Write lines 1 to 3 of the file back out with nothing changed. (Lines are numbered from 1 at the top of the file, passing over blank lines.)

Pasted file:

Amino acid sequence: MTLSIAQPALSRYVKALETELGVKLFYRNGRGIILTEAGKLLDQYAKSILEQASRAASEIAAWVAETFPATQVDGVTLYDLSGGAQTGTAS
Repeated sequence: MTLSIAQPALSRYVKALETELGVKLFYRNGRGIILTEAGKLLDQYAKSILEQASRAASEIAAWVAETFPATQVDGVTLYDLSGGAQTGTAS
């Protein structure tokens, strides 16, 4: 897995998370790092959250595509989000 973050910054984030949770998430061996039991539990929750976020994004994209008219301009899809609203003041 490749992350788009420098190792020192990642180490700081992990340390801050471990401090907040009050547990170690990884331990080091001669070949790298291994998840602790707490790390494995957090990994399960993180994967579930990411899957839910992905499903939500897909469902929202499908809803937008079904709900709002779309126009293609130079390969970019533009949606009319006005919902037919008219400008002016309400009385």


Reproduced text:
Amino acid sequence: MTLSIAQPALSRYVKALETELGVKLFYRNGRGIILTEAGKLLDQYAKSILEQASRAASEIAAWVAETFPATQVDGVTLYDLSGGAQTGTAS
Repeated sequence: MTLSIAQPALSRYVKALETELGVKLFYRNGRGIILTEAGKLLDQYAKSILEQASRAASEIAAWVAETFPATQVDGVTLYDLSGGAQTGTAS
């Protein structure tokens, strides 16, 4: 897995998370790092959250595509989000 973050910054984030949770998430061996039991539990929750976020994004994209008219301009899809609203003041 490749992350788009420098190792020192990642180490700081992990340390801050471990401090907040009050547990170690990884331990080091001669070949790298291994998840602790707490790390494995957090990994399960993180994967579930990411899957839910992905499903939500897909469902929202499908809803937008079904709900709002779309126009293609130079390969970019533009949606009319006005919902037919008219400008002016309400009385």